A commonly heard phrase in the pharmaceutical industry is that ‘drug discovery is in crisis’. Over many years the costs for drug development have escalated while levels of success have sunk lower and lower.
Recent estimates suggest that it costs in excess of $2.5 billion to develop a new drug. This is not just bad news for the profitability of pharmaceutical companies, it is bad news for all of us as it limits the treatments that are available and pushes up the costs of treatments that do exist.
In drug discovery, as in many other areas, AI has the potential to change the game – to make drug discovery quicker, cheaper and more effective, both reducing the cost of development and aiding in the identification of novel medicines.
Drug discovery is a complex multistep process, but it can broadly be grouped into three areas: the identification of targets (these are the naturally occurring cellular or molecular structures involved in the disease); the development of a specific drug molecule that will modulate the activity of that target; and ensuring the end product is safe for humans to take.
AI has been used for decades within computational approaches to drug discovery but has only recently started to offer the types of impacts that could really change the drug discovery pipeline. It is in the area of developing potential drug molecules that we currently have least traction but perhaps most promise for change.
One of the biggest challenges in using AI in this area is the data – both the amount and its heterogeneity and quality. It is difficult and challenging even to obtain data for most of the steps in the drug development pipeline. Using AI in drug discovery is often like training an algorithm to recognise pictures of cats when you have no pictures of cats but a relatively small number of out-of-focus, badly annotated pictures of dogs and elephants.
One way around the data challenge is to use AI techniques on relatively small amounts of high-quality data that are specific to a given target. In standard drug discovery, once a potential drug molecule has been found, human experts look at all the data available and suggest new candidate molecules that should be more effective or safer. This is an iterative process until the molecules are considered ready for trials. Recent work has shown that an AI algorithm is able to make better candidate suggestions than human experts and so turn a potential drug molecule into a safe and effective version more quickly and more cheaply.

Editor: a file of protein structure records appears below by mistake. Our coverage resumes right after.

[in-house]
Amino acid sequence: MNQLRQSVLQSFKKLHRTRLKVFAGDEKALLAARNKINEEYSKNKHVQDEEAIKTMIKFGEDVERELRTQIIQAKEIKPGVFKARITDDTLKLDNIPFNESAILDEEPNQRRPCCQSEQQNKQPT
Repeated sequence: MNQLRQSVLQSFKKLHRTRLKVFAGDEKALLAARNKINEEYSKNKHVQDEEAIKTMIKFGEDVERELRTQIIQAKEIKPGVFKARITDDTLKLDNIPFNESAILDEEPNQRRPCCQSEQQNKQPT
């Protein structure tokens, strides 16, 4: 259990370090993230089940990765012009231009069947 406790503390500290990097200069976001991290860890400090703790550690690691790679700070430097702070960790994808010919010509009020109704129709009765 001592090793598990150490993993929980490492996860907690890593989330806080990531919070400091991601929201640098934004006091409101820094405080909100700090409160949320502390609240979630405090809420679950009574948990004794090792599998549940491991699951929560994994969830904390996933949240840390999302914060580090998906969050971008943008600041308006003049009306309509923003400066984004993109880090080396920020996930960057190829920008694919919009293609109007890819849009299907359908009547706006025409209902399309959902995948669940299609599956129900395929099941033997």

The more general problem is with novel targets and molecules. Where we do not yet have extensive experimental data, this is more challenging for humans and for AI. Could AI predict an effective, safe drug candidate without needing extensive experimentation?
In this context, people have focused on specific tasks within the pipeline – for example, using AI to search the space of potential drug molecules. This is vast – estimated at around 10 to the power of 60 (to give an idea of scale, there are only 10 to the power of 24 stars in the universe). It is impossible to calculate the properties of all these molecules, but AI is starting to be able to explore this space in a way humans and other types of algorithms cannot. Other types of AI algorithms borrowed from image processing have been used to predict far more accurately than ever before how well a potential drug molecule will bind to a given target, both with and without information on the target.
Many challenges remain: none of these methods are accurate to a level that can be used without significant amounts of wet lab experimentation. All of them require human interpretation, and there are still real questions about the generality any of them can or will achieve.
But AI algorithms and techniques are already changing the way drug discovery is done, and as the algorithms improve, as we gain a better understanding of how to handle and represent the data, and also what data to collect, their benefits can only continue to grow.
Professor Charlotte Deane is Professor of Structural Bioinformatics and Head of the Department of Statistics at Oxford University.